Pakistani doctor pleads guilty to terror charge in Minnesota
ST. PAUL, Minn. (AP) — A Pakistani doctor and former Mayo Clinic research coordinator pleaded guilty Tuesday to a terrorism charge, more than two years after he was arrested for telling paid FBI informants that he pledged his allegiance to the Islamic State group and that he wanted to carry out lone wolf attacks in the U.S.
According to online court records, Muhammad Masood pleaded guilty to one count of attempting to provide material support to a foreign terrorist organization. A sentencing date has not been set.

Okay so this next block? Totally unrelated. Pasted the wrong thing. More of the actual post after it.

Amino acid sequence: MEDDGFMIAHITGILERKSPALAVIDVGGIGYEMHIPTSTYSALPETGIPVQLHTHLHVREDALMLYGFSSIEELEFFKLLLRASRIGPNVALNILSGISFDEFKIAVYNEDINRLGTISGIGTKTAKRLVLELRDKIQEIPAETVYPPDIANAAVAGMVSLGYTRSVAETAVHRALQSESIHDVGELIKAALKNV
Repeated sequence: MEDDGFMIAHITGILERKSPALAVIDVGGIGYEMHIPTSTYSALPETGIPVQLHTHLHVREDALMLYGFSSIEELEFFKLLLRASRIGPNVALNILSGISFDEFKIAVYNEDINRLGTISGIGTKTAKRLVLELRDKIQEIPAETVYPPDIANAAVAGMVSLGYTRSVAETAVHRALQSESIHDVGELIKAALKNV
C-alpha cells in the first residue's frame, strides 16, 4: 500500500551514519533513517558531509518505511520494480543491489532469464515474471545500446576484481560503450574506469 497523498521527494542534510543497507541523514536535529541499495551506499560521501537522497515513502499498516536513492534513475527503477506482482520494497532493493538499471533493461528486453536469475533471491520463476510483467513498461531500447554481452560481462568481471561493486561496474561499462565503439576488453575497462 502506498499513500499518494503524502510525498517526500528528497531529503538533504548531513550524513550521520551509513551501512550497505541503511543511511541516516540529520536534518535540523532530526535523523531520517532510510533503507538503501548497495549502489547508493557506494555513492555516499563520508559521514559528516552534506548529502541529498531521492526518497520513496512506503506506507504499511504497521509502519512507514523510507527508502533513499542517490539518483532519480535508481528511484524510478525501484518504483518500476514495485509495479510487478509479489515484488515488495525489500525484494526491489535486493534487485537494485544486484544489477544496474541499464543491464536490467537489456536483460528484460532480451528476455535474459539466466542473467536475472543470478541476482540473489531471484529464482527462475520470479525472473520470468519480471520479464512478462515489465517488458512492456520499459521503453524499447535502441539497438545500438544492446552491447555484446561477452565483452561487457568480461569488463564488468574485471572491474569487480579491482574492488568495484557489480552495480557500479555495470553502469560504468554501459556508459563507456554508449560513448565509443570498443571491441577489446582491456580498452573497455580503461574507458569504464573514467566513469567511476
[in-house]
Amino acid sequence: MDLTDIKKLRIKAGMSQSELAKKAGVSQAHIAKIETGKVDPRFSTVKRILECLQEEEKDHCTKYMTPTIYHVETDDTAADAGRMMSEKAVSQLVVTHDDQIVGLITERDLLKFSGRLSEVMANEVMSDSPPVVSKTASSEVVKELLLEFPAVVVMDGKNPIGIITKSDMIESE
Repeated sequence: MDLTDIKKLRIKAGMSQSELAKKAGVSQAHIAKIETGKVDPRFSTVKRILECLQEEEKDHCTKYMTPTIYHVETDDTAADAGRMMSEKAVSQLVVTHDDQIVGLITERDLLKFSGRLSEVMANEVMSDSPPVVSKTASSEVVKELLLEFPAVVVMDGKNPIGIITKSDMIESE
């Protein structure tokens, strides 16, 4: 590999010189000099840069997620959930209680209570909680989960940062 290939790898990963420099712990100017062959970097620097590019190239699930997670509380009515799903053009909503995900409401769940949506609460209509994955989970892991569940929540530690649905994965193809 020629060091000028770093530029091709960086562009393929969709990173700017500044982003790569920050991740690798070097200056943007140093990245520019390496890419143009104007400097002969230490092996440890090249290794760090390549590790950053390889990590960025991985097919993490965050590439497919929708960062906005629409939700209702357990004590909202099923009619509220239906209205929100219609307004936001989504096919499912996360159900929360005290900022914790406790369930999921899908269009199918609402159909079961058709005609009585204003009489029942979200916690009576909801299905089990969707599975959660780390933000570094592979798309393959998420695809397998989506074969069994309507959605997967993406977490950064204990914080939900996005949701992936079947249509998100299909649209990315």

Prosecutors say Masood was in the U.S. on a work visa. They alleged that starting in January of 2020, Masood made several statements to paid informants — whom he believed were members of the Islamic State group — pledging his allegiance to the group and its leader.
Prosecutors said Masood expressed his desire to travel to Syria to fight for ISIS and a desire to carry out lone wolf attacks in the U.S.
The Mayo Clinic has previously confirmed that Masood was a former employee at the medical center in Rochester, Minnesota, but was not employed by the clinic at the time of his arrest.
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